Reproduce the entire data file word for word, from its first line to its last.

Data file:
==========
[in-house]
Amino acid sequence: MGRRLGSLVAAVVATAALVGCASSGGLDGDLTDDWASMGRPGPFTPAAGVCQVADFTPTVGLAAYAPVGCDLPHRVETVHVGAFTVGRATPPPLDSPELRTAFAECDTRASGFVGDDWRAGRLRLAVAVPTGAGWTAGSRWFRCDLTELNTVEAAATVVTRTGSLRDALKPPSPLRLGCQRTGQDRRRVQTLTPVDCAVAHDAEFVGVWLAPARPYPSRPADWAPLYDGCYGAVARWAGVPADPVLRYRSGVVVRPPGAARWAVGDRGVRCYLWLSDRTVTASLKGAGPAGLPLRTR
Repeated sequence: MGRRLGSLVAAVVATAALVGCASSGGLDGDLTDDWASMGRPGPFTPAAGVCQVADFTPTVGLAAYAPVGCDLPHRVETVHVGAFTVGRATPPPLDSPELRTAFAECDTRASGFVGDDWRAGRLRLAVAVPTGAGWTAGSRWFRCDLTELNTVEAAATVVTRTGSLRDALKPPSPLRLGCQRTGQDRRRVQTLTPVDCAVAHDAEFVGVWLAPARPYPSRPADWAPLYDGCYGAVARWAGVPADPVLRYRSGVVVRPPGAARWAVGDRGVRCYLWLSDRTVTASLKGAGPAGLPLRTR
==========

[in-house]
Amino acid sequence: MGRRLGSLVAAVVATAALVGCASSGGLDGDLTDDWASMGRPGPFTPAAGVCQVADFTPTVGLAAYAPVGCDLPHRVETVHVGAFTVGRATPPPLDSPELRTAFAECDTRASGFVGDDWRAGRLRLAVAVPTGAGWTAGSRWFRCDLTELNTVEAAATVVTRTGSLRDALKPPSPLRLGCQRTGQDRRRVQTLTPVDCAVAHDAEFVGVWLAPARPYPSRPADWAPLYDGCYGAVARWAGVPADPVLRYRSGVVVRPPGAARWAVGDRGVRCYLWLSDRTVTASLKGAGPAGLPLRTR
Repeated sequence: MGRRLGSLVAAVVATAALVGCASSGGLDGDLTDDWASMGRPGPFTPAAGVCQVADFTPTVGLAAYAPVGCDLPHRVETVHVGAFTVGRATPPPLDSPELRTAFAECDTRASGFVGDDWRAGRLRLAVAVPTGAGWTAGSRWFRCDLTELNTVEAAATVVTRTGSLRDALKPPSPLRLGCQRTGQDRRRVQTLTPVDCAVAHDAEFVGVWLAPARPYPSRPADWAPLYDGCYGAVARWAGVPADPVLRYRSGVVVRPPGAARWAVGDRGVRCYLWLSDRTVTASLKGAGPAGLPLRTR